Grixis Control by mock_kun on MtGO

Creatures (7)
4 Snapcaster Mage
3 Tasigur, the Golden Fang

Non-Creature Spells (30)
4 Ancestral Vision
4 Cryptic Command
2 Fatal Push
3 Kolaghan’s Command
4 Lightning Bolt
2 Mana Leak
4 Serum Visions
2 Spell Snare
2 Terminate
3 Thought Scour
1 Chandra, Torch of Defiance

Lands (23)
1 Blood Crypt
2 Creeping Tar Pit
2 Darkslick Shores
2 Island
1 Mountain
4 Polluted Delta
4 Scalding Tarn
2 Spirebluff Canal
2 Steam Vents
2 Swamp
1 Watery Grave

Sideboard (15)
2 Anger of the Gods
1 Ceremonious Rejection
2 Collective Brutality
1 Countersquall
1 Dispel
1 Engineered Explosives
3 Fulminator Mage
2 Izzet Staticaster
2 Nihil Spellbomb

Summary

For as long as Modern has existed, Cryptic Command control decks have always had a place in the format, with varying levels of dominance. These strategies have recently receded slightly, due in large part to how linear and combo-oriented the format is. However, with the bannings of Gitaxian Probe and Golgari Grave-Troll, some combo decks have taken a small hit, and that might be enough to see Cryptic Command and friends make a comeback.

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This version, Grixis, forgoes the rather traditional white cards like Path to Exile and Wrath of God for Tasigur, the Golden Fang and black’s superior removal spells, such as Terminate and Fatal Push. It also has a small sub-theme of graveyard interaction that uses Thought Scour to power-up cards like Tasigur, the Golden Fang and Snapcaster Mage. Ancestral Vision is particularly excellent in this deck, where many of the cards that you’ll be drawing are 1-for-1 spells. The way this deck loses in the long game is running out of cards that have any meaningful effect on the game, but Ancestral Vision solves that problem brilliantly. Also, I’ll be adding a Goblin Dark-Dwellers to the deck, as it’s both an excellent 2-for-1 in many situations, and is also a 5 mana 4/4 menace with a free draw 3 cards tacked onto it if you have an Ancestral Vision in the graveyard. Now that’s what I call value.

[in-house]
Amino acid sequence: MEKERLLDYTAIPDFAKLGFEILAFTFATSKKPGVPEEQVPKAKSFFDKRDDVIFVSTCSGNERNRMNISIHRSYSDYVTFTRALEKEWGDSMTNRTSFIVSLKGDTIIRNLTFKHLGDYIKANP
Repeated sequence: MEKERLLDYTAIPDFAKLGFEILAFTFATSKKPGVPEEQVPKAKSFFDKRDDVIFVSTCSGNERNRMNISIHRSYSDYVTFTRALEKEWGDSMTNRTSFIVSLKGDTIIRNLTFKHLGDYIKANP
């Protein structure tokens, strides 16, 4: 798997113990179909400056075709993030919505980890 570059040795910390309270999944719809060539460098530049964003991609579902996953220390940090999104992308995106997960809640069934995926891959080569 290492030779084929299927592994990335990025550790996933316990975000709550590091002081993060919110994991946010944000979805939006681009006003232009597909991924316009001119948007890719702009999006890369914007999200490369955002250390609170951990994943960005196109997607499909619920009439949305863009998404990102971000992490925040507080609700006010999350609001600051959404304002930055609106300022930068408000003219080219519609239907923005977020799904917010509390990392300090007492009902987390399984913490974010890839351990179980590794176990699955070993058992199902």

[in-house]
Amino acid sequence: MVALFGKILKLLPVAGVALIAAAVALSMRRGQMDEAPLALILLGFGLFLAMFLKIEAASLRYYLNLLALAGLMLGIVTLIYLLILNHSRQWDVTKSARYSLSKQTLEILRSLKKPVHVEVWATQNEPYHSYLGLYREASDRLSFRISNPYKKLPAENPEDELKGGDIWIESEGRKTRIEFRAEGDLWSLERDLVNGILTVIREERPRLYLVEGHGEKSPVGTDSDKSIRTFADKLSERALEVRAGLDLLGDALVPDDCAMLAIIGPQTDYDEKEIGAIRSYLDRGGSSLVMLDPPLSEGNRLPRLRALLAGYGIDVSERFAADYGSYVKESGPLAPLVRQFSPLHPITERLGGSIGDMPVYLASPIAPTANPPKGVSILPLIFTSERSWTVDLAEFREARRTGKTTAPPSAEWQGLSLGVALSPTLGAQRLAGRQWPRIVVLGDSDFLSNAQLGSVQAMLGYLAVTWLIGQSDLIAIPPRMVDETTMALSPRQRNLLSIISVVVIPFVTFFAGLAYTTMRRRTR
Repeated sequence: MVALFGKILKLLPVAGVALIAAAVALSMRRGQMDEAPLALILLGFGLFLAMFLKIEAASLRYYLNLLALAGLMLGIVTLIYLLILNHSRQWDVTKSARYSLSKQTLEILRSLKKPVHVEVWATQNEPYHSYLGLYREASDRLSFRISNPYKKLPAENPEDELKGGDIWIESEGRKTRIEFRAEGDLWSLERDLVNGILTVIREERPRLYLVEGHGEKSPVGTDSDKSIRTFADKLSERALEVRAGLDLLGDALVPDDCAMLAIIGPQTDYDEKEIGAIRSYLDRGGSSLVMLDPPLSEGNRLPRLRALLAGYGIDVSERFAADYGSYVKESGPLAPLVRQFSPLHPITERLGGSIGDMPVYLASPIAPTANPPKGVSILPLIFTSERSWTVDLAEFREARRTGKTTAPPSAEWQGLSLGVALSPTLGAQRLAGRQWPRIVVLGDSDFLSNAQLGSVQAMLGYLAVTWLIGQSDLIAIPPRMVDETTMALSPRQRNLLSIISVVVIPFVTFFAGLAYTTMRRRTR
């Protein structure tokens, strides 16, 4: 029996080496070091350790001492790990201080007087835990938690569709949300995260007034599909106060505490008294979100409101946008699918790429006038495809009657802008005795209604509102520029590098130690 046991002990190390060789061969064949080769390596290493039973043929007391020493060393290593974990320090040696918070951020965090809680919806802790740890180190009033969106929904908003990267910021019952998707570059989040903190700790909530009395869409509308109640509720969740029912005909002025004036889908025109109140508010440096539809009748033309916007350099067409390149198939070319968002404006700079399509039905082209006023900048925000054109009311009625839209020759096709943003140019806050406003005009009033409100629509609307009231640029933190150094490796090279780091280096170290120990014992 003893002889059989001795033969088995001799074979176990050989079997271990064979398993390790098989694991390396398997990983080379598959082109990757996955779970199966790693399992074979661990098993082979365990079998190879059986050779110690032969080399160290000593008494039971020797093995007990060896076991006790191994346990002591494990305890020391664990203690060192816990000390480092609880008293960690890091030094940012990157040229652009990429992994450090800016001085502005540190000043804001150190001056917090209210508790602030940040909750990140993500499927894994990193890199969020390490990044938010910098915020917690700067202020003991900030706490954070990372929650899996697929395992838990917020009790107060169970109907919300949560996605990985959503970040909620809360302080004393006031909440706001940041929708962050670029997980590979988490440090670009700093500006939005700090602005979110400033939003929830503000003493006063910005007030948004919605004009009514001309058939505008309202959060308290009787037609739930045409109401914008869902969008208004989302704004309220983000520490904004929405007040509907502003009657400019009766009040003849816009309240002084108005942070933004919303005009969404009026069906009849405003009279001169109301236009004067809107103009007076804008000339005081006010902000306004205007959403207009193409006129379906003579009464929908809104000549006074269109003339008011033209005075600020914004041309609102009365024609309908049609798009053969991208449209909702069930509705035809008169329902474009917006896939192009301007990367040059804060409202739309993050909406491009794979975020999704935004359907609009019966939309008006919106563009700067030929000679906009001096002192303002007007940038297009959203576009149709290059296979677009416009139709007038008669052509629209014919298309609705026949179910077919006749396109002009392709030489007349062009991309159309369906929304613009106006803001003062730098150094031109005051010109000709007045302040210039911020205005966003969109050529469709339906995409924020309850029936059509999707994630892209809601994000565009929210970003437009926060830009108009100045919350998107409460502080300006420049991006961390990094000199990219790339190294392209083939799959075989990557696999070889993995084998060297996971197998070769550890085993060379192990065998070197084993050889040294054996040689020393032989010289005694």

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The sideboard has a lot of moving parts to it, and I think that a more streamlined sideboard could benefit this deck. Cards like Engineered Explosives are excellent (and necessary) in certain matchups, so it likely warrants more than 1 copy. Additionally, mock_kun likely forewent Negate in favor of a copy each of Dispel, Countersquall, and Ceremonious Rejection. I think this is a little suspect, as Negate is an excellent catch-all answer against most of the decks that you’ll want to board in additional counters against.

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The decks that this Grixis Control deck struggles against are those that either don’t play creatures (like Ad Nauseam) or play creatures that can’t be killed at a 1-for-1 rate (like Tron). Fulminator Mage + Kolaghan’s Command is a good answer to the latter, and it can be looped over and over again if you have access to Snapcaster Mage, or even Tasigur, the Golden Fang. Going forward, I think the lack of discard spells in the mainboard is a good choice, as it’s more important to hit the aggro decks than the control decks in this format.

Here are the changes I would make going forward:

Mainboard

-1 Kolaghan’s Command

-1 Chandra, Torch of Defiance

+1 Fatal Push

+1 Goblin Dark-Dwellers

Sideboard

-1 Ceremonious Rejection

-1 Countersquall

-1 Dispel

+2 Negate

+1 Engineered Explosives

This is day 50 of Spellsnare.com’s 2017 Deck of the Day column, where each day we’ll feature a different Standard, Modern, or Legacy deck that caught our eye. You can read day 49 here, where we featured a Marvel-ous Standard deck.

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